testimony from local small business owners regarding their 
difficulty in keeping up with changes to the tax code.
    On July 22, 2015, the Committee held a hearing, titled, 
``Targeted Tax Reform: Solutions to Relieve the Tax Compliance 
Burdens for America's Small Businesses.'' The hearing examined 
the significant tax compliance burden on small businesses. The 
Committee heard testimony from small business owners and 
industry advocates. Witnesses discussed the compliance burdens 
and how they can outweigh their actual tax liability. The 
witnesses suggested extending the cash accounting threshold, as 
well as updating tax exclusions and deductions to reflect the 
changes that result from inflation.

                        IV. DESCRIPTION OF BILL

    This resolution endorses provisions amending the Internal 
Revenue Code relating to the taxation of small businesses. It 
recommends allowing small business entities with gross receipts 
not exceeding $25 million to use the cash method of accounting. 
It also eliminates the restrictions on depreciating computers 
or peripheral equipment. The resolution also extends the tax 
deduction for the health insurance costs of self-employed 
individuals. The legislation requires inflation adjustments 
after 2015 to the dollar amounts of specified tax exclusions 
and deductions. It also modifies return due dates for 
partnerships, C corporations, S corporations, and other 
entities and reduces the required holding period from 5 to 3 
years for qualified small business stock and extends the 
rollover period for such stock.

                           V. COMMITTEE VOTE

    In compliance with rule XXVI (7)(b) of the Standing Rules 
of the Senate, the following vote was recorded on July 29, 
2015. A motion to adopt the Promotion and Expansion of Private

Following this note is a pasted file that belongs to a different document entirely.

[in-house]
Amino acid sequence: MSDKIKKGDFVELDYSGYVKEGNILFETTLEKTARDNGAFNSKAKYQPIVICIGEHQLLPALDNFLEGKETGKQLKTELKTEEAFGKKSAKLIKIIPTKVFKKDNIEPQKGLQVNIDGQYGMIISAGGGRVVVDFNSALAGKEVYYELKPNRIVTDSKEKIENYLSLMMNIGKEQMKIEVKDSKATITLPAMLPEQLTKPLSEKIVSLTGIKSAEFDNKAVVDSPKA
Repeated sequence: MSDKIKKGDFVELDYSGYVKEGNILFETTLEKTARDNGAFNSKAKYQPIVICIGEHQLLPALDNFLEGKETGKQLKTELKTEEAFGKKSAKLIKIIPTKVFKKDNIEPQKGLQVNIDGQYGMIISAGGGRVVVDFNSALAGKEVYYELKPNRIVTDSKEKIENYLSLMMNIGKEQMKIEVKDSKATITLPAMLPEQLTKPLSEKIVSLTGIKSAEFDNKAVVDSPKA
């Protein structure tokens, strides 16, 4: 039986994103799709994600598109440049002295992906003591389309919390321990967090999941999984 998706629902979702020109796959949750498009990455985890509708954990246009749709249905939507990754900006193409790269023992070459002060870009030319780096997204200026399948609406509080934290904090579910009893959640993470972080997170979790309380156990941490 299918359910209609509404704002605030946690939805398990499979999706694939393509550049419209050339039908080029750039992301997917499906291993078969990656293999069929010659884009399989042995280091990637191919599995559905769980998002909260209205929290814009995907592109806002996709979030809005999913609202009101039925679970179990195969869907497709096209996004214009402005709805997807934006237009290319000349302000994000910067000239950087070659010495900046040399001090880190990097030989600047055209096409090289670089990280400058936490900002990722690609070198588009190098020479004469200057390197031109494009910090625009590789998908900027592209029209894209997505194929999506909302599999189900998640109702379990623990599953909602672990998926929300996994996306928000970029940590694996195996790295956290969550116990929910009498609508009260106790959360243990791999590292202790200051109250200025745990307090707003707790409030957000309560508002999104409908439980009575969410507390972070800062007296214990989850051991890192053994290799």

Employee Ownership Act of 2015, a resolution to recognize the 
need for tax compliance reform in order to ease the 
disproportionate burden on small businesses, was approved, 
unanimously by voice vote with the following Senators present: 
Senators Vitter, Scott, Fischer, Gardner, Ernst, Enzi, Shaheen, 
Cantwell, Heitkamp, Booker, Hirono, and Peters.


    In compliance with rule XXVI (11)(b) of the Standing Rules 
of the Senate, it is the opinion of the Committee that no 
significant additional regulatory impact will be incurred in 
carrying out the provisions of this legislation. There will be 
no additional impact on the personal privacy of companies or 
individuals who utilize the services provided.


Section 101--Expansion of cash accounting threshold

    This section explains why cash accounting, as opposed to 
accrual, is a much simpler accounting method and is often 
utilized by small businesses. Cash accounting allows for 
flexibility, especially for retail stores dealing with cash. 
The accrual accounting method is more complicated and considers 
accounts receivable rather than money a business may have on 
hand. This section recommends extending the cash accounting 
threshold from $5 million to $25 million in order reflect 
inflationary changes and give businesses more options.

Section 102--Modification of safe harbor for expensing of acquisition 
        or production costs of tangible property

    This section states that a taxpayer electing to apply for 
de minimis safe harbor, is permitted to deduct certain amounts 
paid to acquire, produce, or improve tangible property for tax 
purposes provided certain requirements are met. The de minimis